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In JoVE (1)

Other Publications (2)

Articles by Georgios Mallas in JoVE

 JoVE Clinical and Translational Medicine

In vivo Near Infrared Fluorescence (NIRF) Intravascular Molecular Imaging of Inflammatory Plaque, a Multimodal Approach to Imaging of Atherosclerosis

1Cardiovascular Research Center and Cardiology Division, Massachusetts General Hospital, Harvard Medical School, 2Institute for Biological and Medical Imaging, Helmholtz Zentrum München und Technische Universität München, 3Department of Electrical and Computer Engineering, Northeastern University


JoVE 2257

We detail a new near-infrared fluorescence (NIRF) catheter for 2-dimensional intravascular molecular imaging of plaque biology in vivo. The NIRF catheter can visualize key biological processes such as inflammation by reporting on the presence of plaque-avid activatable and targeted NIR fluorochromes. The catheter utilizes clinical engineering and power requirements and is targeted for application in human coronary arteries. The following research study describes a multimodal imaging strategy that utilizes a novel in vivo intravascular NIRF catheter to image and quantify inflammatory plaque in proteolytically active inflamed rabbit atheromata.

Other articles by Georgios Mallas on PubMed

Two-dimensional Intravascular Near-infrared Fluorescence Molecular Imaging of Inflammation in Atherosclerosis and Stent-induced Vascular Injury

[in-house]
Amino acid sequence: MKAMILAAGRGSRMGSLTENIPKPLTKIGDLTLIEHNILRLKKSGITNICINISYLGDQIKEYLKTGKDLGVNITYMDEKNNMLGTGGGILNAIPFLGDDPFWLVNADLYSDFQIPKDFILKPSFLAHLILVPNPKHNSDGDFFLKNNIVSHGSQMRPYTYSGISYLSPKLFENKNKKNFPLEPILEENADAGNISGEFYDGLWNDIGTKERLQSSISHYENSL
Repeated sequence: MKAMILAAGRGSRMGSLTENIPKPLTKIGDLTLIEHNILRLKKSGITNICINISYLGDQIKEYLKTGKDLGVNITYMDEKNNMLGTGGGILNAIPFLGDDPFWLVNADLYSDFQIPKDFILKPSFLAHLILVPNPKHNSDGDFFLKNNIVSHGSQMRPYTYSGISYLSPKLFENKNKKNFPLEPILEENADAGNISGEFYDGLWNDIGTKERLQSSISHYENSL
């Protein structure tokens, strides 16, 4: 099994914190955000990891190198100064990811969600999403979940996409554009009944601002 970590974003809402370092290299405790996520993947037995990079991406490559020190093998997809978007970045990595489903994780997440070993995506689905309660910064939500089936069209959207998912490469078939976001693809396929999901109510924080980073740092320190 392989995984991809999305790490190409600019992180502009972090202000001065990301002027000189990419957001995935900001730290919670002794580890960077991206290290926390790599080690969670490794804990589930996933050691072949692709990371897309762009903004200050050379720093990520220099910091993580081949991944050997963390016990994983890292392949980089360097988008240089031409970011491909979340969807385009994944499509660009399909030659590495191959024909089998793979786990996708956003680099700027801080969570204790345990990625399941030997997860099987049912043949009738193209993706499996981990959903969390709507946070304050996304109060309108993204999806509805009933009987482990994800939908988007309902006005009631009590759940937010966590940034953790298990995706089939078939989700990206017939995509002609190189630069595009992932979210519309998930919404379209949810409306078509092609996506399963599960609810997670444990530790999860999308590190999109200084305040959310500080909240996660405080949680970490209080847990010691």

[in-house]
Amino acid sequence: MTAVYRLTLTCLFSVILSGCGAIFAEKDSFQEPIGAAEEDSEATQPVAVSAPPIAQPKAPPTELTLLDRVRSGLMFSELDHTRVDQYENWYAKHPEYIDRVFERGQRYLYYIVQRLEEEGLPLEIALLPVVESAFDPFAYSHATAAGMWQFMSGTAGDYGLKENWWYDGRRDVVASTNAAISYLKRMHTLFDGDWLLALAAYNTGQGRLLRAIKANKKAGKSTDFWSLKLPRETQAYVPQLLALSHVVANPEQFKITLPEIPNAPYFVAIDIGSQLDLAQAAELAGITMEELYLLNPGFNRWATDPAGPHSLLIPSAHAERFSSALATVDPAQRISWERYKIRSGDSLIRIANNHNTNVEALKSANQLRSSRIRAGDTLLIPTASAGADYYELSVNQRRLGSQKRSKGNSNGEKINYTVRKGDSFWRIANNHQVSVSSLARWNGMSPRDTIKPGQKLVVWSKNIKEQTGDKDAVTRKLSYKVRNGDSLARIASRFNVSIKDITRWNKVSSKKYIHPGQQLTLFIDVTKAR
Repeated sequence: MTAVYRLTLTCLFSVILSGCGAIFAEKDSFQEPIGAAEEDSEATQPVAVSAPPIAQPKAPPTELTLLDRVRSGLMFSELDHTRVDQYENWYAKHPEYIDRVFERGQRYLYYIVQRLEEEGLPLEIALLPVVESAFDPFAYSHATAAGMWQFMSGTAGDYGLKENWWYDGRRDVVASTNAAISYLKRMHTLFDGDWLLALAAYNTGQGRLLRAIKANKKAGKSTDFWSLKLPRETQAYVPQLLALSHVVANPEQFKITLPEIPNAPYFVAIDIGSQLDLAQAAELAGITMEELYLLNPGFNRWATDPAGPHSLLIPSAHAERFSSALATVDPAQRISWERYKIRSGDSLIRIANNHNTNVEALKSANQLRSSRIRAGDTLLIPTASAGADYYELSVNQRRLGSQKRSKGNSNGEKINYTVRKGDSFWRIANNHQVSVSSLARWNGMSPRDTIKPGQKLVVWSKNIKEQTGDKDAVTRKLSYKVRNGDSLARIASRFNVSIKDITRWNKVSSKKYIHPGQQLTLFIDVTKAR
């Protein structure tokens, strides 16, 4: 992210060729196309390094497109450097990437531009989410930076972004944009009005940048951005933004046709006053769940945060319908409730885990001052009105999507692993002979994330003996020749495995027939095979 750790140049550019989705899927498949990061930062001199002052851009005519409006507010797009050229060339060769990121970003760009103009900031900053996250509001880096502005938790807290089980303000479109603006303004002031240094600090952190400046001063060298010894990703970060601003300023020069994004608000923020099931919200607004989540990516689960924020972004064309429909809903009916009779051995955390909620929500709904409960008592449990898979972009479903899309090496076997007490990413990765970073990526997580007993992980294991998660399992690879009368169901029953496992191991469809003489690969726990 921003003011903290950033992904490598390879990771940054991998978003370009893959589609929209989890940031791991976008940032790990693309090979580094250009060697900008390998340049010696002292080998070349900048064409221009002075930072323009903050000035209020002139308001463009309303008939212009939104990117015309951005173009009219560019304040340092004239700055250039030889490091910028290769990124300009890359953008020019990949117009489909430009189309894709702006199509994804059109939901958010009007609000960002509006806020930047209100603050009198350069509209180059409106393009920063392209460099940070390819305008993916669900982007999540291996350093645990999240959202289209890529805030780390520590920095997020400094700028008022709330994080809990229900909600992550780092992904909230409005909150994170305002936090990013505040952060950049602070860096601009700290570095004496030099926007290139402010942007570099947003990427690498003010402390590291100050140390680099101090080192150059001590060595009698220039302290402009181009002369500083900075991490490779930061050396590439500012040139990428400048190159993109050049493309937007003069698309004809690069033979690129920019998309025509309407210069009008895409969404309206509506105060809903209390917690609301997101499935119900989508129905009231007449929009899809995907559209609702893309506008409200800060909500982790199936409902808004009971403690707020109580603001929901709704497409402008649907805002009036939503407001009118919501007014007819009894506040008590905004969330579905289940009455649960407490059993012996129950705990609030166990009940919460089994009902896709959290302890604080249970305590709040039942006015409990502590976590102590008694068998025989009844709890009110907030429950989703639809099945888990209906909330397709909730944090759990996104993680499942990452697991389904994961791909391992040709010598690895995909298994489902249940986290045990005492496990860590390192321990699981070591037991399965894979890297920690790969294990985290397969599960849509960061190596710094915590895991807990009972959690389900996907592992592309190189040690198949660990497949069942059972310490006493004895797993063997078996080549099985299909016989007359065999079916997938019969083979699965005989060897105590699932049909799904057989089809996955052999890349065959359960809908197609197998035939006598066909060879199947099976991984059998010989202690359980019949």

This study sought to develop a 2-dimensional (2D) intravascular near-infrared fluorescence (NIRF) imaging strategy for investigation of arterial inflammation in coronary-sized vessels.

Progress on Multimodal Molecular / Anatomical Intravascular Imaging of Coronary Vessels Combining Near Infrared Fluorescence and Ultrasound

The use of intravascular imaging modalities for the detection and assessment of atherosclerotic plaque is becoming increasingly useful. Current clinical invasive modalities assess the presence of plaque using anatomical information and include Intravascular Ultrasound (IVUS) and Optical Coherence Tomography (OCT). However, such modalities cannot take into account underlying functional biological information, which can however be revealed with the use of molecular imaging. Consequently, intravascular molecular imaging is emerging as a powerful approach. We have developed such a Near-Infrared Fluorescence (NIRF) imaging system and showcased, in both phantom and in-vivo (rabbit) experiments, its potential to successfully detect inflamed atherosclerotic plaques, using appropriate fluorescent probes. Here, we discuss some limitations of the current system and suggest the combined use of the NIRF and IVUS imaging systems as a means for more accurate assessment of atherosclerotic plaque. We include some results and models that showcase the potential power of this kind of hybrid imaging.

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